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What’s being missed about HK’s new kingmakers

  • More than 70% of election committee members are new faces
  • Revised rules slash places for tycoons and increase grassroots participation
  • Changes in Hong Kong reflect reforms taking place in mainland China
  • Criticism of “patriot” requirement diverts attention from key question: Should a community lean towards its own country? Or towards a hostile militaristic power on the other side of the world?

CONVENTIONAL WISDOM SAYS that the Hong Kong people have been totally disenfranchised from their own city and the wealthy elite from Beijing are now in control. But a closer look at what’s really happening tells a very different story. For a start, it’s certainly not the case that the same old “pro-China” voices are taking over the electoral process in Hong Kong. Seventy per cent of the 1,247 candidates for the city’s revised election committee are new faces: and they are clearly Hong Kong people, not northerly folk who have jetted in from over the border.


But, but, but, they are all people who have agreed to pledge on oath of allegiance and follow the Basic Law! That makes them… loyalists!

Critics say this as if pledging loyalty to one’s constitution is a total outrage, rather than the default requirement for people participating in politics around the world.

Australians, for example, cannot take their seats in parliament before swearing allegiance to an elderly lady on the other side of the planet. And she’s not even Australian.

That’s not to say that the several hundred new faces in Hong Kong’s election committee are guaranteed to be a group of model citizens. Like any large group of people, there will be good ones and bad ones: that’s life.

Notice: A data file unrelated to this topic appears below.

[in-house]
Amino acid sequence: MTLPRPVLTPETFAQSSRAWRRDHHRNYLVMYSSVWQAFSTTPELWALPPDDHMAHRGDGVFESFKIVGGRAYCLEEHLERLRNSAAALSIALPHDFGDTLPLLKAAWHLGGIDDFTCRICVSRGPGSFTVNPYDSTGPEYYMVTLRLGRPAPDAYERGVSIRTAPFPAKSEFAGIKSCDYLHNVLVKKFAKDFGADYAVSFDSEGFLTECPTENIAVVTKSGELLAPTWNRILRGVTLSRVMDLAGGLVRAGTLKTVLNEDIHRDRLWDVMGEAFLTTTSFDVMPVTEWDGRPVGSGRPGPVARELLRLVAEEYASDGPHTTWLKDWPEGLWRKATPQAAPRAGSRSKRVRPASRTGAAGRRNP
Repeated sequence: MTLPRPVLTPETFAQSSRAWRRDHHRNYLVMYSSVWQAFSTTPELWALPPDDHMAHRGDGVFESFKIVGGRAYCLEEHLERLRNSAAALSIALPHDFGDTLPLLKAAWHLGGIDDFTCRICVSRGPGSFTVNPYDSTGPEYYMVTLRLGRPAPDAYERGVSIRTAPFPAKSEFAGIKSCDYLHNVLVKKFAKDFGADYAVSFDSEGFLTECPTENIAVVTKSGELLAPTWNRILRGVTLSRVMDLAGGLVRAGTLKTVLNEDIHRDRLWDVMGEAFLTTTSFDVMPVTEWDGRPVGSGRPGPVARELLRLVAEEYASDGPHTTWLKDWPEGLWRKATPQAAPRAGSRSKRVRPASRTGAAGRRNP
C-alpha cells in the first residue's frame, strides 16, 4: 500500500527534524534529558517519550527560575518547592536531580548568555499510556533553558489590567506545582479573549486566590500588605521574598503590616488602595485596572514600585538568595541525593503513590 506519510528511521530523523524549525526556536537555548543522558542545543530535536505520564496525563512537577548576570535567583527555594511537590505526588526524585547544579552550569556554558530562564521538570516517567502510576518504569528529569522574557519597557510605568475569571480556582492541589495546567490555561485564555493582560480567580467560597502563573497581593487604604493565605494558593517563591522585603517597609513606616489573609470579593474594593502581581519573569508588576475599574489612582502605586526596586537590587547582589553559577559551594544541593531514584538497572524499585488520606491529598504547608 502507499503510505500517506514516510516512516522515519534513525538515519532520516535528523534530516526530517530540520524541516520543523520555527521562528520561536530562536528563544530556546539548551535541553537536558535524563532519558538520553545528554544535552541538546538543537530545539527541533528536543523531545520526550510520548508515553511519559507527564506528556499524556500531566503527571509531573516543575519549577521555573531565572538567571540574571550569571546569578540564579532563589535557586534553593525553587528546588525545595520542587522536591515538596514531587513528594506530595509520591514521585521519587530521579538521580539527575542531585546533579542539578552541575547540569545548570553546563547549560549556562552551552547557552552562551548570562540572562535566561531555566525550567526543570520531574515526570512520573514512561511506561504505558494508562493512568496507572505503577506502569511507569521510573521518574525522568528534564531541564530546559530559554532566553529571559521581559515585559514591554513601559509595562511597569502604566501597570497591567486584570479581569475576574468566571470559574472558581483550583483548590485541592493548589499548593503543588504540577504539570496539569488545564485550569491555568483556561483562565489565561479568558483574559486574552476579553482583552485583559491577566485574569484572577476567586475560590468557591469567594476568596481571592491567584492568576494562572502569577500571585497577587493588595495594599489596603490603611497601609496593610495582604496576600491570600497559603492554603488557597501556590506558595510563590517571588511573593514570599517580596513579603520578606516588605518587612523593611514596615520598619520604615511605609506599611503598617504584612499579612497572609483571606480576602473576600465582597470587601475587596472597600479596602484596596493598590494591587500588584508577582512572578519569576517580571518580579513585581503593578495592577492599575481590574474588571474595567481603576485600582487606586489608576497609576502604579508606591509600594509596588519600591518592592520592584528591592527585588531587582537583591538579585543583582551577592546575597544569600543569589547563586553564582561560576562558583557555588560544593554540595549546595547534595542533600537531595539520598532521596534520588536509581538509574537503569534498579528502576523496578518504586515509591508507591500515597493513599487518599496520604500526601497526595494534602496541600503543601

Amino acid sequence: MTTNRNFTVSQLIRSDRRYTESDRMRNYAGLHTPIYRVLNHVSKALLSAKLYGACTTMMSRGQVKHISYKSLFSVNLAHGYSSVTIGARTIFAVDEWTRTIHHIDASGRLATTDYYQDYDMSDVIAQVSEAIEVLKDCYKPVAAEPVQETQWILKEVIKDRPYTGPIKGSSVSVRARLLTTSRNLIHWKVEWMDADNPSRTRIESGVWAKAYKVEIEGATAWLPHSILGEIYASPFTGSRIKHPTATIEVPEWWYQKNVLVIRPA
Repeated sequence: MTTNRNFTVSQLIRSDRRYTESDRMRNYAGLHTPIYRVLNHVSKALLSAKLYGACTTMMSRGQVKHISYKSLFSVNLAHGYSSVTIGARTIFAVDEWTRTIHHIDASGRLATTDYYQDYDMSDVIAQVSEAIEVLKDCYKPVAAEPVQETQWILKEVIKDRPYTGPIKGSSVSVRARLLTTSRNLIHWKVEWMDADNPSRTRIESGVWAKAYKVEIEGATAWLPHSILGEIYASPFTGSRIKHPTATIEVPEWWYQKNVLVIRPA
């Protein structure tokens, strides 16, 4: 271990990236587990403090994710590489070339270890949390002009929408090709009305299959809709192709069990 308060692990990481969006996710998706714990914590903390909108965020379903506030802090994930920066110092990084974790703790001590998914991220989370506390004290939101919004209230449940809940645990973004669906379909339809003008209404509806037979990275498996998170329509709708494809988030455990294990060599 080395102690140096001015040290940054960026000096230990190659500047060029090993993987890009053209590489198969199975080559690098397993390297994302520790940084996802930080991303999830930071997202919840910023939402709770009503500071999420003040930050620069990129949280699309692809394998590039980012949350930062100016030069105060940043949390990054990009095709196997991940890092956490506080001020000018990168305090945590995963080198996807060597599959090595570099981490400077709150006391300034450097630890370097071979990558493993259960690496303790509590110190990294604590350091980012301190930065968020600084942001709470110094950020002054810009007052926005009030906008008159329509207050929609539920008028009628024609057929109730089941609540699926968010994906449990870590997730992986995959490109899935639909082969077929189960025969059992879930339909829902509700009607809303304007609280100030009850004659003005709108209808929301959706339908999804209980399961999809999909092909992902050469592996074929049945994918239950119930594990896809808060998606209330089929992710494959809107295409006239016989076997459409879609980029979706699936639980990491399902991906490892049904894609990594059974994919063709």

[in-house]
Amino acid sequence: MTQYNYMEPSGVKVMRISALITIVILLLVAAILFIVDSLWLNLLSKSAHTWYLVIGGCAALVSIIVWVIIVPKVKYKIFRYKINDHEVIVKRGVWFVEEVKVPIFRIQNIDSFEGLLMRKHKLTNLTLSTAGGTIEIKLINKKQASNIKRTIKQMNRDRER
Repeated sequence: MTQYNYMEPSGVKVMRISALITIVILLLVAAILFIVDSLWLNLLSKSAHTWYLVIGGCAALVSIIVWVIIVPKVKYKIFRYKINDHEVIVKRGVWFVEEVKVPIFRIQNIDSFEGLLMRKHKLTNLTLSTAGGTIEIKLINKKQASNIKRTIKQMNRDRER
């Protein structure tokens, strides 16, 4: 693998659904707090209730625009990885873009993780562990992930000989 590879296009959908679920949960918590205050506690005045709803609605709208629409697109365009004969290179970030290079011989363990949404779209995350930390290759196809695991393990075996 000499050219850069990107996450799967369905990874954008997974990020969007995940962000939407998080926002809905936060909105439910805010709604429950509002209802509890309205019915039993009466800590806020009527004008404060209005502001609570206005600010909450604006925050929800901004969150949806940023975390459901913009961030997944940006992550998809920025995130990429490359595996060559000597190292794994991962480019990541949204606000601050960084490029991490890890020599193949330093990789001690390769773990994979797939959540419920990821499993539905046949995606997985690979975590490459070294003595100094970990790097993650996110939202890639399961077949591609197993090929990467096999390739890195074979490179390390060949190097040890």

But what about the lack of anti-China candidates in the running? Surely that stops it being any kind of real election at all, I hear you say.

Well, politics is all about realism. People who have participated in or cheered on a “burn together” campaign that saw more than 90 MTR stations attacked will not be in the running: that’s inevitable.

If you set fire to Grand Central Station and then stood for Mayor of New York, you’d be shown the door pretty smartly. Here’s an experiment for the staff of the exhaustingly critical BBC: use construction hammers to smash up every station on London’s Northern Line and then demand a seat in Westminster.


Part of the needless hostility in this regard is the way we all let ourselves fall prey to confirmation bias that supports our own prejudices.

So deeply rooted is the hostility to China in international discourse that when reporters see Americans extolling the virtues of being “patriotic” in connection to remembering the events of September 11, 2001, we think it perfectly natural; but if we see Hong Kong are asked to be patriotic to our country, we recoil as if struck.  That’s…. different.

But the reason why many foreign correspondents keep harping on about Hong Kong’s new parliament being – ewwww! – “patriotic” is that it hides the Big Question they would prefer that no one asked.

Is it better for a society’s representatives to lean towards its country’s leadership, or towards the leadership of an openly hostile, highly militaristic country on the other side of the world?

If you are Mike Pompeo fan-boy, like Jimmy Lai Chee-ying or Nathan Law Kwun-chung or Benedict Rogers, you may well choose to spend every waking moment cheerleading the people who have declared your country to be “the enemy”.

But the rest of Hong Kong people, whatever their politics, are going to take a less jaundiced view of mainland China. Numerous surveys have shown that Hong Kong people want a positive relationship with the mainland. It’s simple. We’re not stupid.

Hong Kong people have traditionally made up a peaceful, low-crime society, with a higher focus on work and a lower level of politicization than Western cities; Picture by Hisu Lee/ Unsplash


So, setting prejudices aside, what’s really going on with the new Hong Kong election committee? Let’s actually look at the data, the list of people, and the decisions made in fine-tuning the process.

It’s interesting to see that there is a very clear theme to the electoral reform process, and it’s one that most commentators have missed. The people who wrote it clearly intend to remove the adverse effects of crony capitalism.

Removing the adverse effects of crony capitalism? That’s a huge thing. Seriously.

For the entire British era – that’s 156 years – Hong Kong was run by its business community, and there is not the slightest disagreement on that from any side of the political spectrum. And that didn’t change after 1997.